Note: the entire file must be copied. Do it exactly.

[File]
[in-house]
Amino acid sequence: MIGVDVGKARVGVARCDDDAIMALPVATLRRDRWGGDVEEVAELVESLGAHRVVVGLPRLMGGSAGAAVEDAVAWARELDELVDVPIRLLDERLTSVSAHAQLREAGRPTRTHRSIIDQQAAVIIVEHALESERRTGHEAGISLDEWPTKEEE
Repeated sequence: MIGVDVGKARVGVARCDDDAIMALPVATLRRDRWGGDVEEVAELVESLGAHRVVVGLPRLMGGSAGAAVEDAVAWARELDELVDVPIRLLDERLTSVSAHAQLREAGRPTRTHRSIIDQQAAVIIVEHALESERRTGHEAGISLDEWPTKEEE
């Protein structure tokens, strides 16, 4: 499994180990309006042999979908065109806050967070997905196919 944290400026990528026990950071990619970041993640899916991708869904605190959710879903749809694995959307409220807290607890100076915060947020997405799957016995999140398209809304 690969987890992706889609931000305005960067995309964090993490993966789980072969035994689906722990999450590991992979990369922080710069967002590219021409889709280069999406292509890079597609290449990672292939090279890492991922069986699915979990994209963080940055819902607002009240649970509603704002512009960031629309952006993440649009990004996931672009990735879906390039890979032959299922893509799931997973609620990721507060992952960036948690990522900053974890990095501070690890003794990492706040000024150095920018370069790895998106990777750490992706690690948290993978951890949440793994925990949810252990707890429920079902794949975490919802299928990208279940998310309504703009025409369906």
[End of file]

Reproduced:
[in-house]
Amino acid sequence: MIGVDVGKARVGVARCDDDAIMALPVATLRRDRWGGDVEEVAELVESLGAHRVVVGLPRLMGGSAGAAVEDAVAWARELDELVDVPIRLLDERLTSVSAHAQLREAGRPTRTHRSIIDQQAAVIIVEHALESERRTGHEAGISLDEWPTKEEE
Repeated sequence: MIGVDVGKARVGVARCDDDAIMALPVATLRRDRWGGDVEEVAELVESLGAHRVVVGLPRLMGGSAGAAVEDAVAWARELDELVDVPIRLLDERLTSVSAHAQLREAGRPTRTHRSIIDQQAAVIIVEHALESERRTGHEAGISLDEWPTKEEE
């Protein structure tokens, strides 16, 4: 499994180990309006042999979908065109806050967070997905196919 944290400026990528026990950071990619970041993640899916991708869904605190959710879903749809694995959307409220807290607890100076915060947020997405799957016995999140398209809304 690969987890992706889609931000305005960067995309964090993490993966789980072969035994689906722990999450590991992979990369922080710069967002590219021409889709280069999406292509890079597609290449990672292939090279890492991922069986699915979990994209963080940055819902607002009240649970509603704002512009960031629309952006993440649009990004996931672009990735879906390039890979032959299922893509799931997973609620990721507060992952960036948690990522900053974890990095501070690890003794990492706040000024150095920018370069790895998106990777750490992706690690948290993978951890949440793994925990949810252990707890429920079902794949975490919802299928990208279940998310309504703009025409369906």